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Paulanne Simmons

"Walmartopia" Attacks and Amuses

Directed by Daniel Goldstein
The Minetta Lane Theatre
18 Minetta Lane
Opened Sept. 3, 2007
Tues. thru Sat. 8 p.m., Sun. 7 p.m., matinees Sat. & Sun. 3 p.m.
$65 & $45 (212) 307-4100 or www.Ticketmaster.com
Reviewed by Paulanne Simmons Sept. 1, 2007

It's easy to target Wal-Mart, but doing it as tunefully as Catherine Capellaro (book) and Andrew Rohn (music and lyrics) in their new musical, "Walmartopia," directed by Daniel Goldstein at The Minetta Lane Theatre, is another matter. That's not to say the musical is without problems. Like most stagings with a political agenda, it's often strident, obvious and sentimentally sloppy. But "Walmartopia" also has a quality that's essential for theatrical success: it's entertaining.

Beneath set designer David Korins' towering flats depicting Wal-Mart's ominous, well-stocked shelves, Vicki Latrell (Cheryl Freeman) and her daughter Maia (Nikki M. James) toil thanklessly as low-level Wal-Mart employees. Their reward? After twenty years a free polo shirt.

Miguel (Bradley Dean) is trying to organize a union. But he is no match for the opposing forces: Sam Walton's resurrected bodiless head (Scotty Watson), his captains of industry and their underlings, principally the evil Dr. Normal (Stephen DeRosa, a sparkling combination of Gene Wilder in "Young Frankenstein" and in Johnny Depp in ""Charlie and the Chocolate Factory").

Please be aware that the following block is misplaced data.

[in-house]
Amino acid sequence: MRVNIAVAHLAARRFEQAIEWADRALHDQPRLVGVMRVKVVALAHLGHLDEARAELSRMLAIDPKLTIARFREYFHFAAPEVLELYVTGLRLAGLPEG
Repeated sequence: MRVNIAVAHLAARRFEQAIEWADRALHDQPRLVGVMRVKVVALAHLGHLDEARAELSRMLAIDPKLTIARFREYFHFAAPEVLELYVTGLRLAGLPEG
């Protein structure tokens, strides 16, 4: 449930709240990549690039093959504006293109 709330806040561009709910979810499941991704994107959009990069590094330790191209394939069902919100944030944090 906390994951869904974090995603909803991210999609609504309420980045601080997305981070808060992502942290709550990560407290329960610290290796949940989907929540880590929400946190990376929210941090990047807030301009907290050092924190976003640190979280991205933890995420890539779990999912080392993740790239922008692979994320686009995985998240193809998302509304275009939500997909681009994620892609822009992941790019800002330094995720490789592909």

It is Dr. Normal's time portal that allows us to glimpse in Act II the future dystopia created by Wal-Mart. In this world, where Vicki and Maia find themselves trapped thanks to their outspoken opposition to Wal-Mart policies, there's no more guesswork in market research because Wal-Mart controls all aspects of human society. There's School-Mart, Med-Mart and Wal-Arts, a kind of Public Theater dedicated to producing works honoring and promoting the Wal-Mart way of life.

"Walmartopia," (born in Wisconsin and bred in New York City's International Fringe Festival) follows the well-established tradition of combining science fiction with political satire, and adds a more recent element: music. Not all of the songs are equally effective, but gospel-inflected "One Stop Salvation" and the tender "What Kind of Mother?" certainly stand out.

Nor is the acting uniformly impressive. But Freeman's voice makes up for her limitations in acting, and James is consistently fresh and charming. What's more, because "Walmartopia" has an abundance of characters, actors play multiple roles often making it hard to distinguish who's who.

Most important, however, "Walmartopia" never loses sight of the enemy. The Wal-Mart executives sing "We're big. We're large. So large that we should be in charge." And they mean it.

Wal-Mart is the largest company in the world and the nation and the world's largest employer with 1.6 million "associates." As an industry leader and an example for other businesses, Wal-Mart pays its employees $2.60 less per hour than the average American retail worker, gives medical coverage to only 48% of its workers and is under investigation for a variety of unethical practices, including discrimination against women and anti-union activities.

If it's not always easy to love "Walmartopia," it's easy enough to hate Wal-Mart. And as the saying goes, the enemy of my enemy is worth seeing.


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